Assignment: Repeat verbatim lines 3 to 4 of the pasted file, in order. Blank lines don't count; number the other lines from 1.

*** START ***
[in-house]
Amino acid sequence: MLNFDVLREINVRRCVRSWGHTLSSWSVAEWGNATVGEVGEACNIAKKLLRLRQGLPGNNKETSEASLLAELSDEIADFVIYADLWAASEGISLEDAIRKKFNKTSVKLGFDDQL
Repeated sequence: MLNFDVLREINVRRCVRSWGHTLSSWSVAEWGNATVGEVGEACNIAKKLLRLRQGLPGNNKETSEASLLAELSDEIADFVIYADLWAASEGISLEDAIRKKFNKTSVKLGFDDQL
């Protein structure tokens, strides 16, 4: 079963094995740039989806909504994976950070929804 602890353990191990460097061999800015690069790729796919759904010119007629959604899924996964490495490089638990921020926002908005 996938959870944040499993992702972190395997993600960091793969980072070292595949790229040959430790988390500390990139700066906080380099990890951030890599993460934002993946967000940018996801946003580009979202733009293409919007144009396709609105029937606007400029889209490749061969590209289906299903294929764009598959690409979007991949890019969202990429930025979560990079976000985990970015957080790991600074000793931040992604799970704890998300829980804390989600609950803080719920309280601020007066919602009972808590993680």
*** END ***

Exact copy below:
Repeated sequence: MLNFDVLREINVRRCVRSWGHTLSSWSVAEWGNATVGEVGEACNIAKKLLRLRQGLPGNNKETSEASLLAELSDEIADFVIYADLWAASEGISLEDAIRKKFNKTSVKLGFDDQL
């Protein structure tokens, strides 16, 4: 079963094995740039989806909504994976950070929804 602890353990191990460097061999800015690069790729796919759904010119007629959604899924996964490495490089638990921020926002908005 996938959870944040499993992702972190395997993600960091793969980072070292595949790229040959430790988390500390990139700066906080380099990890951030890599993460934002993946967000940018996801946003580009979202733009293409919007144009396709609105029937606007400029889209490749061969590209289906299903294929764009598959690409979007991949890019969202990429930025979560990079976000985990970015957080790991600074000793931040992604799970704890998300829980804390989600609950803080719920309280601020007066919602009972808590993680």